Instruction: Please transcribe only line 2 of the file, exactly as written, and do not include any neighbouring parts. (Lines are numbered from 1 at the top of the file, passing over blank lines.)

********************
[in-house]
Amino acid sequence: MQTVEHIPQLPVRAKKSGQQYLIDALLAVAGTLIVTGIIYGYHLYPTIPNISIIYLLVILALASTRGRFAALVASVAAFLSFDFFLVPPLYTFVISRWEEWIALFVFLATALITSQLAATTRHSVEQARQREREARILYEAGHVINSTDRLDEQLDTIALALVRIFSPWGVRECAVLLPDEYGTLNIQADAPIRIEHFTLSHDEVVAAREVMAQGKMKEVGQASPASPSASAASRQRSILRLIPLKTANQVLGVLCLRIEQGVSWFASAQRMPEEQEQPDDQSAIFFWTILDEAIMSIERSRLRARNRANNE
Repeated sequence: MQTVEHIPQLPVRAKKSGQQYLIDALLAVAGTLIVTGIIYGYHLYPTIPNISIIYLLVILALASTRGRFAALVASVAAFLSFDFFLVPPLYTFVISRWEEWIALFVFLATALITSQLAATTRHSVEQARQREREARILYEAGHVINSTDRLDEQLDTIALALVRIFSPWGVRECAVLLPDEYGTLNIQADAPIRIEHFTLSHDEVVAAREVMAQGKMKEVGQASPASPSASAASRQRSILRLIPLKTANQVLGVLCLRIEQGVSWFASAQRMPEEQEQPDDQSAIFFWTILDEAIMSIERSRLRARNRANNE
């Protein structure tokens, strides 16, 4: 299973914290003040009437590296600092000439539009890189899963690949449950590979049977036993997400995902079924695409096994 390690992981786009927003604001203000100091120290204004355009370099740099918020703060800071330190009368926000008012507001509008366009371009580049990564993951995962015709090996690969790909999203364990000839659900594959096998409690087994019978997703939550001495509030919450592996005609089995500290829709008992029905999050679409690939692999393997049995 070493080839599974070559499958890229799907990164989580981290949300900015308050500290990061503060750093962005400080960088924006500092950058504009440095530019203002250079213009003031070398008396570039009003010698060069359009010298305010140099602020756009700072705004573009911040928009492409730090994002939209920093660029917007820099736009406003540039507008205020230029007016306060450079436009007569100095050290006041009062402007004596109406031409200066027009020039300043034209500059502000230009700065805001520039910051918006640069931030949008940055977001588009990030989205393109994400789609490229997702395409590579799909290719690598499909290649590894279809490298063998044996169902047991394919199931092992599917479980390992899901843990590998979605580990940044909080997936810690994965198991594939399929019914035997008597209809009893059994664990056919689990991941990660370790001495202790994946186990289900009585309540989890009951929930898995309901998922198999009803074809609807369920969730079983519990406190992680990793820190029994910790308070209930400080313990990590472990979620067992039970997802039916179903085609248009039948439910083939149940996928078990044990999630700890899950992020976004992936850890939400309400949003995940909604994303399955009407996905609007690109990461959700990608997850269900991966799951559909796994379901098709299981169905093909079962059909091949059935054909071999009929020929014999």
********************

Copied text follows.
Amino acid sequence: MQTVEHIPQLPVRAKKSGQQYLIDALLAVAGTLIVTGIIYGYHLYPTIPNISIIYLLVILALASTRGRFAALVASVAAFLSFDFFLVPPLYTFVISRWEEWIALFVFLATALITSQLAATTRHSVEQARQREREARILYEAGHVINSTDRLDEQLDTIALALVRIFSPWGVRECAVLLPDEYGTLNIQADAPIRIEHFTLSHDEVVAAREVMAQGKMKEVGQASPASPSASAASRQRSILRLIPLKTANQVLGVLCLRIEQGVSWFASAQRMPEEQEQPDDQSAIFFWTILDEAIMSIERSRLRARNRANNE